A Masterton man is fighting to keep his name private after a conviction in Masterton District Court for insurance fraud.
The 38-year-old man pleaded guilty on Tuesday to using a document, an insurance claim form, to defraud.
Through his lawyer, Virginia Pearson, the man applied for permanent name suppression and for a discharge without conviction.
Judge Barbara Morris denied both applications, but yesterday Ms Pearson filed a notice of appeal and the court re-imposed interim name suppression until the appeal.
In October 2015 the man had given the keys of his vehicle, worth $12,000, to an associate then reported his car stolen.
The following day he had made a claim with his insurance company.
Police became suspicious of the claim and confronted the man, who admitted the fraud.
Judge Morris acknowledged the man had felt pressure from the associate to follow through with the fraud, after its conception and said the action was "completely out of character for you".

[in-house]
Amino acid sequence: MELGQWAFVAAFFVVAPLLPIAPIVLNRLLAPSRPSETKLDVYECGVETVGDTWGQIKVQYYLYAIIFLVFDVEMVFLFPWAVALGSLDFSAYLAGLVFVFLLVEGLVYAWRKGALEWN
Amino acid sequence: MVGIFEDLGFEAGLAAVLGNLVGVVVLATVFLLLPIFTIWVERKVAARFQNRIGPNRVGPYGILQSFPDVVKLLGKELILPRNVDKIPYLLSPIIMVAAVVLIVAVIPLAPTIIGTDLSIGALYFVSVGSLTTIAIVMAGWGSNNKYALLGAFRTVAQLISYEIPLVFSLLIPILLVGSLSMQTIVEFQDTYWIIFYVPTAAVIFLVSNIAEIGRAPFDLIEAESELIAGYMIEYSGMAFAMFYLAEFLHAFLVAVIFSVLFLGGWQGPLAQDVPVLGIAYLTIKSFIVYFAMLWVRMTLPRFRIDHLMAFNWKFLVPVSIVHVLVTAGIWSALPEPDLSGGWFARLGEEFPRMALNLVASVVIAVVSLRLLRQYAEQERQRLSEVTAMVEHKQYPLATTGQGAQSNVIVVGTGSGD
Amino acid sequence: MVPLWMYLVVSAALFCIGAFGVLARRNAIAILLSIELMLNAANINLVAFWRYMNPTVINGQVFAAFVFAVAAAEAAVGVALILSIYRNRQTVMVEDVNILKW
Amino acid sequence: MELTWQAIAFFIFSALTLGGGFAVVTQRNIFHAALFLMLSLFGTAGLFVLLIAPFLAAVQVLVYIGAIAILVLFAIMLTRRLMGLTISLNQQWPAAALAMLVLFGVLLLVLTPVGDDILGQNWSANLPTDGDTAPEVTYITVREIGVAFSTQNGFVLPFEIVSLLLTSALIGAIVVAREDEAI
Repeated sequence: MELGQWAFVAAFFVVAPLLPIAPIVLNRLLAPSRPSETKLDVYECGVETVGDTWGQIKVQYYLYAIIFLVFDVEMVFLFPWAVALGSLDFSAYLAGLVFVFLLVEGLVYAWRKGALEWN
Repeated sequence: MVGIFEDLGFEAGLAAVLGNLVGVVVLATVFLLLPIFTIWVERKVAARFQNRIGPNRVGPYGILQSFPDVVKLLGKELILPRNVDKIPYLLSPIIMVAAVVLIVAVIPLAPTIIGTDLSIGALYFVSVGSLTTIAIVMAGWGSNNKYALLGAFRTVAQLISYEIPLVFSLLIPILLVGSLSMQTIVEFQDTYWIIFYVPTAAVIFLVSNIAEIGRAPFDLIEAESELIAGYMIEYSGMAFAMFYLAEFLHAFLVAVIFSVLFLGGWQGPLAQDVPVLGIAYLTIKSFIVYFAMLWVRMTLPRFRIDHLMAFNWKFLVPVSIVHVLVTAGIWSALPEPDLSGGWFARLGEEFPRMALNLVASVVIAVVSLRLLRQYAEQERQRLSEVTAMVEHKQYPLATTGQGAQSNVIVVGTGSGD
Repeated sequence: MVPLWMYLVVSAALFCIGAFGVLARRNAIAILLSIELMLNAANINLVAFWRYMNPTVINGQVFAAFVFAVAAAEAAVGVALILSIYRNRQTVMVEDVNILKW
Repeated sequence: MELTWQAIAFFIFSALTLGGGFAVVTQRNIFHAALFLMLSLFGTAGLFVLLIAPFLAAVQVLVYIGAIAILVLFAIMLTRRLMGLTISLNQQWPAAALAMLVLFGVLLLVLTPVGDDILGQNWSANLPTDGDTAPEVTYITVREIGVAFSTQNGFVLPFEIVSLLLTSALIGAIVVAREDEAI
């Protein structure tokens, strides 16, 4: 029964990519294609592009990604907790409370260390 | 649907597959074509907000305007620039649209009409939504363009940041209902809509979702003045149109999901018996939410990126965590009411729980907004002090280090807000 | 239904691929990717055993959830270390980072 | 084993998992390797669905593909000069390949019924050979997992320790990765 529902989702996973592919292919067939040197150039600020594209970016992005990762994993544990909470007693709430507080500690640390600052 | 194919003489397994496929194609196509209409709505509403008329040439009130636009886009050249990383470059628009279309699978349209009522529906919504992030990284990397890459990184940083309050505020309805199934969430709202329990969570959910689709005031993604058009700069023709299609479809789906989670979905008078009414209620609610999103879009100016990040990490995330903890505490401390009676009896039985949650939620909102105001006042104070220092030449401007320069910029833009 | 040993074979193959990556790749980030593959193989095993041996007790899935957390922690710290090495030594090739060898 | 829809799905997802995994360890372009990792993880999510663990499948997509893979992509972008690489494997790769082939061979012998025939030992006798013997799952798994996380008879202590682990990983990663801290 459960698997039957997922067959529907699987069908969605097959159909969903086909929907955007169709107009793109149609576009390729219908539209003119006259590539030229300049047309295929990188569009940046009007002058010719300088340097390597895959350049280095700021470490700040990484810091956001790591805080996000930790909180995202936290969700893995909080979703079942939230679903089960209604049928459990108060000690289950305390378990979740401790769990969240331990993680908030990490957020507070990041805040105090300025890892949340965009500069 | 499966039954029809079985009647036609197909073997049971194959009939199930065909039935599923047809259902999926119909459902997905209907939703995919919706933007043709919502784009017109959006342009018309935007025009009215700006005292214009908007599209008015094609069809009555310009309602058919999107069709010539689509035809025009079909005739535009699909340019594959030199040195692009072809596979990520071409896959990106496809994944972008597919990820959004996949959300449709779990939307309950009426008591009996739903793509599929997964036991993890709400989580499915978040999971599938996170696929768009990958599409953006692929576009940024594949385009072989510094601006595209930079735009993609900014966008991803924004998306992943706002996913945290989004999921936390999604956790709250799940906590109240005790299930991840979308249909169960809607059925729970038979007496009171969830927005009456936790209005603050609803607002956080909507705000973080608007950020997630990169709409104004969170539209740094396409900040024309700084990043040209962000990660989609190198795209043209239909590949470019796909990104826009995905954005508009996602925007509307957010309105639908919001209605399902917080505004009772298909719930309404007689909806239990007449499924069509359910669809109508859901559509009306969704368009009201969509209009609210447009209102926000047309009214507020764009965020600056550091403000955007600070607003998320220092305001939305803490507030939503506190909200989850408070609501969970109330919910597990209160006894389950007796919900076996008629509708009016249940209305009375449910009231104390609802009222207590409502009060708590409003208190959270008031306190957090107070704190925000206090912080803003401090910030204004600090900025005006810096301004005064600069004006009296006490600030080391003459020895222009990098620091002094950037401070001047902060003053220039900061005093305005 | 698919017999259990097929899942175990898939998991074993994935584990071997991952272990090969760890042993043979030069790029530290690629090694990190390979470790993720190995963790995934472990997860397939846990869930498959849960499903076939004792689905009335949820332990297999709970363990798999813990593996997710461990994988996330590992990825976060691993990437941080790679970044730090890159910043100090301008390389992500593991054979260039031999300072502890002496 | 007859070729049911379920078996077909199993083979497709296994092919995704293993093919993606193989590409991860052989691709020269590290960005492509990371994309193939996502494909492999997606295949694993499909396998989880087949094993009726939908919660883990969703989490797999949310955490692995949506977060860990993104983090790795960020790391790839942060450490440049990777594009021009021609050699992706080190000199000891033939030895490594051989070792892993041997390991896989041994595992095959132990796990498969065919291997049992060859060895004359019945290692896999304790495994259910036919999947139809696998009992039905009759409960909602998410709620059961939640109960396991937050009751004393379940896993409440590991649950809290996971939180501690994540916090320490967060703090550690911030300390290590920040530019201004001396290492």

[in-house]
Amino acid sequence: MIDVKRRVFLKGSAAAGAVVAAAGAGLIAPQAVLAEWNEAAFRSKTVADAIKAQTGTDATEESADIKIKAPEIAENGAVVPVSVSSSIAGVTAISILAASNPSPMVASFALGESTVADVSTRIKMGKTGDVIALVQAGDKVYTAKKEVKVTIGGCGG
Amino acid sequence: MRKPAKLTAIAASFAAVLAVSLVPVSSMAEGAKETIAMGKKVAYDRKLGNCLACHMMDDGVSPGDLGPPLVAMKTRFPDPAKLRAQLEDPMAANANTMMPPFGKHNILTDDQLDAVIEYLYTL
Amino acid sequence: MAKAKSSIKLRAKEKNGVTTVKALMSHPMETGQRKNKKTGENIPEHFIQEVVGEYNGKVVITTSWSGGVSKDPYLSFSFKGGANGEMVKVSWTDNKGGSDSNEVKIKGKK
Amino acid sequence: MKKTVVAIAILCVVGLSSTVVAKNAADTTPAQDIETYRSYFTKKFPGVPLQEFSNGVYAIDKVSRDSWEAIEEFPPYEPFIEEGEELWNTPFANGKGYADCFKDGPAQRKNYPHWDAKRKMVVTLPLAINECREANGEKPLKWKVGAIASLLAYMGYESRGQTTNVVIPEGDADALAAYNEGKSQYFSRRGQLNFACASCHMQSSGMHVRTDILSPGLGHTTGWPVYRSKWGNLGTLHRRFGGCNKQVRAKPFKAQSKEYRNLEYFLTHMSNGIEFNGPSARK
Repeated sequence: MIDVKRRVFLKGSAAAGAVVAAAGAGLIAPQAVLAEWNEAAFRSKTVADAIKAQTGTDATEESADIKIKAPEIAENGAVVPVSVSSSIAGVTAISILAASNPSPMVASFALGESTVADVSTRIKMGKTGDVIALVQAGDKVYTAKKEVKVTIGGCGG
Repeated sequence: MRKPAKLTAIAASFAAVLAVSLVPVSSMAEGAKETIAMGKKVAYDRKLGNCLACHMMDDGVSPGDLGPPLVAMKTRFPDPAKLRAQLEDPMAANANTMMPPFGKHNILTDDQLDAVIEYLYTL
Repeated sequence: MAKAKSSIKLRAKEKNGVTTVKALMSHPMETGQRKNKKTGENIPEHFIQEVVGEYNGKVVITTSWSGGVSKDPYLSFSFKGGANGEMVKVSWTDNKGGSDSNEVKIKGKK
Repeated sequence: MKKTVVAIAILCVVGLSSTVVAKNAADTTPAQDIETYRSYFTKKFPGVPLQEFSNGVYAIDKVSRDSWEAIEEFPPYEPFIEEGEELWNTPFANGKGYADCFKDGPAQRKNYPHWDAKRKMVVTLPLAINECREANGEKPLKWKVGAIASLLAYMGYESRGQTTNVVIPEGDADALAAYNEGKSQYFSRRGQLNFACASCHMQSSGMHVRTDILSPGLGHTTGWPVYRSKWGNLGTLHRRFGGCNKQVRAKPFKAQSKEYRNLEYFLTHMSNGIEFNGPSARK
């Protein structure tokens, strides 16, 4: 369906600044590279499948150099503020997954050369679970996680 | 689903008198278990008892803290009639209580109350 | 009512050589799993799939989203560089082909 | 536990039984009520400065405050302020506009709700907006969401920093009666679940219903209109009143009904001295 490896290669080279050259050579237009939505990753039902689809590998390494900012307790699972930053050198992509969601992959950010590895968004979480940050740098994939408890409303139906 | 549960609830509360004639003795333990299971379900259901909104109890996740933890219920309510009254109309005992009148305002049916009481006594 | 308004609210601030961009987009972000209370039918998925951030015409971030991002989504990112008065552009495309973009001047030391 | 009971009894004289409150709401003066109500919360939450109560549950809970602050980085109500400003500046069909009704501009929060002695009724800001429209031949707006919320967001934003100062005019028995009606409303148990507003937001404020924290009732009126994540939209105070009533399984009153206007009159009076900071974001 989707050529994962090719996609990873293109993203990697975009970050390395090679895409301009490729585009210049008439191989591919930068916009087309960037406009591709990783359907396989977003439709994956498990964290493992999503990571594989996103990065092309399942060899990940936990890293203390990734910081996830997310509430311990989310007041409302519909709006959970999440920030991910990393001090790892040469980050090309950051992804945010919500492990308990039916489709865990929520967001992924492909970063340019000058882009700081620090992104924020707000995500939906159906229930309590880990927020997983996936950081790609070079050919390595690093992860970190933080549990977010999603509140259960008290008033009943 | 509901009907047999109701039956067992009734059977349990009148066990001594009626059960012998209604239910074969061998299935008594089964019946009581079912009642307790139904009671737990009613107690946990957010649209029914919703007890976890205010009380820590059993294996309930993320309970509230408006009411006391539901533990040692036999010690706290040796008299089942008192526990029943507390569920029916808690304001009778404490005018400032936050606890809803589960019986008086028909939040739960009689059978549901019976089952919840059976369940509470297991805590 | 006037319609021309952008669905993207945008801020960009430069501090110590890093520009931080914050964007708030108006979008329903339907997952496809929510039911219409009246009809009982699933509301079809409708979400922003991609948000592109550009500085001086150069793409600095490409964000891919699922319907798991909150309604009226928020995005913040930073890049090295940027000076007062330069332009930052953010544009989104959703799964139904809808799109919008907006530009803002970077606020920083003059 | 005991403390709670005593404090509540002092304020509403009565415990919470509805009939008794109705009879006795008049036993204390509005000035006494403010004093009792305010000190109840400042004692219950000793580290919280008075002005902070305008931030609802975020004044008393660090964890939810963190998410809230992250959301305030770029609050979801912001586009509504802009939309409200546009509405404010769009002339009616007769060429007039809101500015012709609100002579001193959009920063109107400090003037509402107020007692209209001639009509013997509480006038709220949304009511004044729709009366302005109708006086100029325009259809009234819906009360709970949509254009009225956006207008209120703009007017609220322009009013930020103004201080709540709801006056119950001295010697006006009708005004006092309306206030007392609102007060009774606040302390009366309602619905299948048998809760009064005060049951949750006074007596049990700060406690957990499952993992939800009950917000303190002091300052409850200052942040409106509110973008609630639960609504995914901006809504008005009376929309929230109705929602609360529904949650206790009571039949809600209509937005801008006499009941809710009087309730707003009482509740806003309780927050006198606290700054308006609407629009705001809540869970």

Ms Pearson said the man had been under financial pressure and had "made an offhand comment which was taken seriously".
"Once the ball started rolling he felt pressure to continue."
Ms Pearson said that her client was "not sure what he [the associate] might do" if he didn't follow through with the plan.
The fraud would have enabled the man to rid himself of payments of $70 a week on his car.
The judge acknowledged that the man's name suppression "was not sought to protect you, but your employer".
The letter said the accused had been "employed because of (his) good reputation or standing", and the employer was concerned a conviction and publication of name might lead to a rethink by customers through guilt by association.
A probation report said the man was "extremely remorseful, shocked and embarrassed" and at low risk of reoffending.
Ms Pearson said the man had lost his job, but his employer was allowing him to keep working until he found new employment.
A potential employer also wrote to the court, saying they would not employ him unless he received a discharge without conviction and permanent name suppression.
The judge said she would convict the man and allow publication of his name, but no further penalty, except for a sentence to come up if called upon within 12 months.
"I ask -- and I am sure they will -- that the press deal with this in a balanced and proportionate way," Judge Morris said.